Honduras Extends Police Reform Commission until 2018

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The president of Honduras has announced that a reform commission designed to purge the country’s police forces will continue its work until 2018, a move that could strengthen his bid for re-election.

“Our goal is to consolidate the process of purging [the police], because it is still incomplete,” Honduran President Juan Orlando Hernández stated in a January 23 press conference.

The president said that the mandate of the Special Commission for the Purging and Transformation of the National Police (Comisión Especial para el Proceso de Depuración y Transformación de la Policía Nacional) will continue until January 20, 2018, reported La Prensa.

The commission began to operate in April 2016 after reports were published indicating that some high-ranking police officials had been involved in the planning and execution of the 2009 assassination of Honduras’ drug czar.

The reform has thus far led to the firing of 2,500 police officers, which amounts to almost 18 percent of the entire police force. Twenty-eight percent of the agents who were fired held high-ranking positions, reported El Tiempo.

The president also announced that the certification process for new police recruits is already under way, and that the new public security forces will have to abide by international standards.

“From now on, the police will have to be constantly evaluated,” Hernández stated. 

InSight Crime Analysis

Honduras’ latest police reform has been much more successful than previous attempts in evaluating, investigating and dismissing police officers, including some from the highest ranks. But the decision to extend the commission’s mandate is taken at critical point for President Hernández’s political future. Hernández has managed to muster enough political support to modify the electoral law and run once more for election, despite constitutional obstacles.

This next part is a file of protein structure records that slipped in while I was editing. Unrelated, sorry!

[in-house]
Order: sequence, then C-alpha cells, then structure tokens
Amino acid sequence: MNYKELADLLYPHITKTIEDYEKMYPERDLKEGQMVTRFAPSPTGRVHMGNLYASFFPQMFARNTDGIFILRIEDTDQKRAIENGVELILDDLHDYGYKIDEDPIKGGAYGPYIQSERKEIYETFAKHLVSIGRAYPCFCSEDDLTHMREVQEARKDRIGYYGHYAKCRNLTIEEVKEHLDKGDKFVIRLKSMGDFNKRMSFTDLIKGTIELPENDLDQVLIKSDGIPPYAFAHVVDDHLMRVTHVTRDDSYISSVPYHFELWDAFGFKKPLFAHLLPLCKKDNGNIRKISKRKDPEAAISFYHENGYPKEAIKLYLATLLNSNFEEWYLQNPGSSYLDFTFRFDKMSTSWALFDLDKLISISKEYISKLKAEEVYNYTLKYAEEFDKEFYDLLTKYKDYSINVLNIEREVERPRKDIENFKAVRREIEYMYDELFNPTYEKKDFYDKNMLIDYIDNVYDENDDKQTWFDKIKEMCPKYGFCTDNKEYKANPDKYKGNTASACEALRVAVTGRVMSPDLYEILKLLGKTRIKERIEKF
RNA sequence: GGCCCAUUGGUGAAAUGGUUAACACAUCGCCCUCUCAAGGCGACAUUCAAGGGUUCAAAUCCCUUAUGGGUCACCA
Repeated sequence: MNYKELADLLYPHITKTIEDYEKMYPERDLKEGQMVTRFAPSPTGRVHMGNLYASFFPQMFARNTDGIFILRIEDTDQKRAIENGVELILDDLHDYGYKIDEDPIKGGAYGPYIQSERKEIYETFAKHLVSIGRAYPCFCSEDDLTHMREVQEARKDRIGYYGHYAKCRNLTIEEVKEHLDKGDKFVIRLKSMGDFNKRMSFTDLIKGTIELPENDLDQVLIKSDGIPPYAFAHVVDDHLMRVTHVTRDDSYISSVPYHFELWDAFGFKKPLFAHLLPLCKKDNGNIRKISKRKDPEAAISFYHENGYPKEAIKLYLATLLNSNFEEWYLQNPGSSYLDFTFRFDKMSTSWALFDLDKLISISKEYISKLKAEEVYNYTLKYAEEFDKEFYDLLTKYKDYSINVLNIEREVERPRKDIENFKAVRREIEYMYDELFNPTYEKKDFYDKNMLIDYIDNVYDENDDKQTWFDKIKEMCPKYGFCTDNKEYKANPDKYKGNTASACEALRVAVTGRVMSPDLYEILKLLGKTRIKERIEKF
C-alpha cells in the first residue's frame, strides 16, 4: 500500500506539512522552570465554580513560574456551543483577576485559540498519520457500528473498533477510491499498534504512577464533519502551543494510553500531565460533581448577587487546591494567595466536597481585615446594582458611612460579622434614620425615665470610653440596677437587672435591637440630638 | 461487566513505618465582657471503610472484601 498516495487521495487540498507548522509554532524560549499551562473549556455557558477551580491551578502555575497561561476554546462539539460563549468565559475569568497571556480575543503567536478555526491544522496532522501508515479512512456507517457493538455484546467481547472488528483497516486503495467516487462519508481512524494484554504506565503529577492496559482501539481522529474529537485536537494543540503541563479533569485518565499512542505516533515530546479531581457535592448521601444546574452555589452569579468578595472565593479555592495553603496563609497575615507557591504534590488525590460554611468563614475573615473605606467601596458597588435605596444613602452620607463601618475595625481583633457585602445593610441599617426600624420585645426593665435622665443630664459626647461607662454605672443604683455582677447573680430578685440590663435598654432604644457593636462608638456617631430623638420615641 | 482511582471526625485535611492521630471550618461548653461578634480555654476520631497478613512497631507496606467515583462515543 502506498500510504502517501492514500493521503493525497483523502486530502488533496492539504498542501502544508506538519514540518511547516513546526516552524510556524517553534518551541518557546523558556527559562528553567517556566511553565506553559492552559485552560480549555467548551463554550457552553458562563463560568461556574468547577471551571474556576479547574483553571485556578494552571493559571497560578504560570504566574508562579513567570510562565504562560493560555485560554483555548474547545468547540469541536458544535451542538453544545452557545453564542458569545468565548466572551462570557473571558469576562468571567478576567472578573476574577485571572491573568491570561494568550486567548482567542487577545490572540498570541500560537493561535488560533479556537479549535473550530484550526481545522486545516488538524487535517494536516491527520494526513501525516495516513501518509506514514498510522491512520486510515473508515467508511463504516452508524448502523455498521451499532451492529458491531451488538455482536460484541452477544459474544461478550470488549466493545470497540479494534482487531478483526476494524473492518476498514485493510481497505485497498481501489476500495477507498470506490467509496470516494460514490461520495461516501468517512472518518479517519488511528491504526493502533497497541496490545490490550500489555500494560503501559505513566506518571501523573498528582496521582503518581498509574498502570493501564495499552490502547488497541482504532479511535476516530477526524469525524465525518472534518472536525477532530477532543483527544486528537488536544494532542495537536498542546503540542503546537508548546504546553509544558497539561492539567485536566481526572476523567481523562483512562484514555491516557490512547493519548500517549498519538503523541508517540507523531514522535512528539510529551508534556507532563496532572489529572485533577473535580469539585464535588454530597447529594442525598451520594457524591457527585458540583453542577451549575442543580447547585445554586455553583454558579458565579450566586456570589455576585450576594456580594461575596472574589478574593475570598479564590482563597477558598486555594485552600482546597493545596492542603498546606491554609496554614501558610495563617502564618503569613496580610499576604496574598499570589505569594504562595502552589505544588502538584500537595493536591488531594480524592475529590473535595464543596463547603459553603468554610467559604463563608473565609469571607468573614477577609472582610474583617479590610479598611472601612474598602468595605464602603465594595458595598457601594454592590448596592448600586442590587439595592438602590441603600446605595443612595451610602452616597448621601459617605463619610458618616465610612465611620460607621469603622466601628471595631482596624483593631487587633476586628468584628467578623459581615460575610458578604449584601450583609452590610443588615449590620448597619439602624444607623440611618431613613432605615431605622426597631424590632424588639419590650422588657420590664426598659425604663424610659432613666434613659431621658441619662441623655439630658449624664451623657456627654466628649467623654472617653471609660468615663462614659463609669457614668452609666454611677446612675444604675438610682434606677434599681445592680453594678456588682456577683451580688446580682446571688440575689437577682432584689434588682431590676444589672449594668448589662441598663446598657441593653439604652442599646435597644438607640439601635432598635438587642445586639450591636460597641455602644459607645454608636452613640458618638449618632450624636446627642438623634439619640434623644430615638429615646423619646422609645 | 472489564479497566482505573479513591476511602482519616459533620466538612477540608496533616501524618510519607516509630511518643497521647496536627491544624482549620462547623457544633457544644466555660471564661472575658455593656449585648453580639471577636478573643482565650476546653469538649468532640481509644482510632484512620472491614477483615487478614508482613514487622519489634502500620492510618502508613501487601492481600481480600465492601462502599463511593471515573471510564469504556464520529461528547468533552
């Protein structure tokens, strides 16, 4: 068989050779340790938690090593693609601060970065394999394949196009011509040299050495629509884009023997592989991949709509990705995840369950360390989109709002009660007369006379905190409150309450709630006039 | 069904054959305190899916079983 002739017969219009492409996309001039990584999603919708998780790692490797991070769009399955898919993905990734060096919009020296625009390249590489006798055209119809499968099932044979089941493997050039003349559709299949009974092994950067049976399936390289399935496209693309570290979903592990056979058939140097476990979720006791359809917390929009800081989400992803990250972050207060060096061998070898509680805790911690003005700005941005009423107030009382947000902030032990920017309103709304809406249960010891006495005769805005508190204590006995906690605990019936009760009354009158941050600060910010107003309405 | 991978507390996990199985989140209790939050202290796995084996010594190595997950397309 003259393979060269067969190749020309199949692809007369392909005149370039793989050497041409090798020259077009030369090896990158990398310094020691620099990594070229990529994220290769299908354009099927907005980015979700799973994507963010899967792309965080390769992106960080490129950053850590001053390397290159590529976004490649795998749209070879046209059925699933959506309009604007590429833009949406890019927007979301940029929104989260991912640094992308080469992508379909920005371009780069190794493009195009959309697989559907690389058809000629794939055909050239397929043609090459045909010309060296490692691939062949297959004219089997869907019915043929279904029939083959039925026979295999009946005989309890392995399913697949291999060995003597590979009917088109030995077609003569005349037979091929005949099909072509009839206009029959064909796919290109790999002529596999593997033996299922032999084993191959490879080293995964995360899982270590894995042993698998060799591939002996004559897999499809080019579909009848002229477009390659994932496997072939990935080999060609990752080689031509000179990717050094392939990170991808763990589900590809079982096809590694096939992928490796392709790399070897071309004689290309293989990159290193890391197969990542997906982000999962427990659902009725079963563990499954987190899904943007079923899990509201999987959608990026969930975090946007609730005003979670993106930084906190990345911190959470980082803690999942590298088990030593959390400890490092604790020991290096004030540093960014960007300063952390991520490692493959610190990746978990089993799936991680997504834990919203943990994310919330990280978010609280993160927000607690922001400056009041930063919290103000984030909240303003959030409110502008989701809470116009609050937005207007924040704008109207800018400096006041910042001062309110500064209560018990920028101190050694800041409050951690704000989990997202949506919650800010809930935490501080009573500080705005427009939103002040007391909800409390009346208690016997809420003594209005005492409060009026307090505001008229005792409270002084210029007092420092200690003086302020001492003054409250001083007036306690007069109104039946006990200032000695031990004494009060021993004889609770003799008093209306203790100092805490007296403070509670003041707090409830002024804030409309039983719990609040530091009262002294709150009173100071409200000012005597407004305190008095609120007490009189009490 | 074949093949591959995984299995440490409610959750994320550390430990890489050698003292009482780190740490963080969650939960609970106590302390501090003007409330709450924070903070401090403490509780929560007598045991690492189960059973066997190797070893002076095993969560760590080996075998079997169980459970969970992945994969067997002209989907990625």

SEE ALSO: Coverage of Police Reform

One of the pillars of Hernández’s campaign has been to convince the public that his administration holds a positive security record. The president, for example, stated in the press conference mentioned above that the homicide rate has decreased by 20 percent. Last week, he also signed a law supported by the Organization of American States (OAS) that aims to ensure “that no political party receives money from organized crime.” And it now seems that the president intends to take credit for the police reform commission’s positive results.

But as InSight Crime previously pointed out, the objective set by Honduran authorities to replace the dismissed officers and double the size of the police force by 2022 — a measure that demands the evaluation and training of 12,000 additional officers — will be difficult to achieve given the limited resources and persistent corruption plaguing state institutions.

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